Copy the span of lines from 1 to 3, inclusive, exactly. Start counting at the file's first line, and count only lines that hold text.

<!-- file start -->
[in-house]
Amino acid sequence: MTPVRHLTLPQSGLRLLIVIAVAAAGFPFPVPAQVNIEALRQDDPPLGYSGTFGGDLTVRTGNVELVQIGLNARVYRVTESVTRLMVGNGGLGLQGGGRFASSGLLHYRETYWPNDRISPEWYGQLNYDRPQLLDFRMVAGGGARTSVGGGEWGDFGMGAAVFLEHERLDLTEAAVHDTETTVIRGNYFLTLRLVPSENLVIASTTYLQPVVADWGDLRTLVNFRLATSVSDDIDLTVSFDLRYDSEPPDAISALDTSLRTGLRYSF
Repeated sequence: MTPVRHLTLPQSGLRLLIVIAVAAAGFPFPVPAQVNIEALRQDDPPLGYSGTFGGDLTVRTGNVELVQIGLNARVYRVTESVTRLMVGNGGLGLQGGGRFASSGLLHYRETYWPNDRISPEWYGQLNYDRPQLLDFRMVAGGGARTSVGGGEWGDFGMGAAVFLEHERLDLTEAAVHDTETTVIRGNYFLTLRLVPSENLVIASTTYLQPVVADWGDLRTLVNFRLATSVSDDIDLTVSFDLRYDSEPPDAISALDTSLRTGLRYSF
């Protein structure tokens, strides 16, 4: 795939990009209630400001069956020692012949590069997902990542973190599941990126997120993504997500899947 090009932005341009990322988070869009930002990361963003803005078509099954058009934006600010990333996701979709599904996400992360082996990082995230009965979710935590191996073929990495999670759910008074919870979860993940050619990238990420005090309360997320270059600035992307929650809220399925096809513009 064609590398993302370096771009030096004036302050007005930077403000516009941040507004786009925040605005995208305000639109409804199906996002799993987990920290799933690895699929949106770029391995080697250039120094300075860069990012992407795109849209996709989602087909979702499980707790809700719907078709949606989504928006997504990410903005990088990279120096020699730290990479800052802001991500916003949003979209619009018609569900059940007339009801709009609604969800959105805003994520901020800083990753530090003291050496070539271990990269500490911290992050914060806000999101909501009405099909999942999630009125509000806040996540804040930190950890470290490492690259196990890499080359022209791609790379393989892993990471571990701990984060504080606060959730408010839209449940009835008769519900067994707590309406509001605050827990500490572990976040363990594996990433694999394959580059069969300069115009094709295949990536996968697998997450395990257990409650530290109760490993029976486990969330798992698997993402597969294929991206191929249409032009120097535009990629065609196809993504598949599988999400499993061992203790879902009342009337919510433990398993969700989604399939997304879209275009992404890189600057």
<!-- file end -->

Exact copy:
[in-house]
Amino acid sequence: MTPVRHLTLPQSGLRLLIVIAVAAAGFPFPVPAQVNIEALRQDDPPLGYSGTFGGDLTVRTGNVELVQIGLNARVYRVTESVTRLMVGNGGLGLQGGGRFASSGLLHYRETYWPNDRISPEWYGQLNYDRPQLLDFRMVAGGGARTSVGGGEWGDFGMGAAVFLEHERLDLTEAAVHDTETTVIRGNYFLTLRLVPSENLVIASTTYLQPVVADWGDLRTLVNFRLATSVSDDIDLTVSFDLRYDSEPPDAISALDTSLRTGLRYSF
Repeated sequence: MTPVRHLTLPQSGLRLLIVIAVAAAGFPFPVPAQVNIEALRQDDPPLGYSGTFGGDLTVRTGNVELVQIGLNARVYRVTESVTRLMVGNGGLGLQGGGRFASSGLLHYRETYWPNDRISPEWYGQLNYDRPQLLDFRMVAGGGARTSVGGGEWGDFGMGAAVFLEHERLDLTEAAVHDTETTVIRGNYFLTLRLVPSENLVIASTTYLQPVVADWGDLRTLVNFRLATSVSDDIDLTVSFDLRYDSEPPDAISALDTSLRTGLRYSF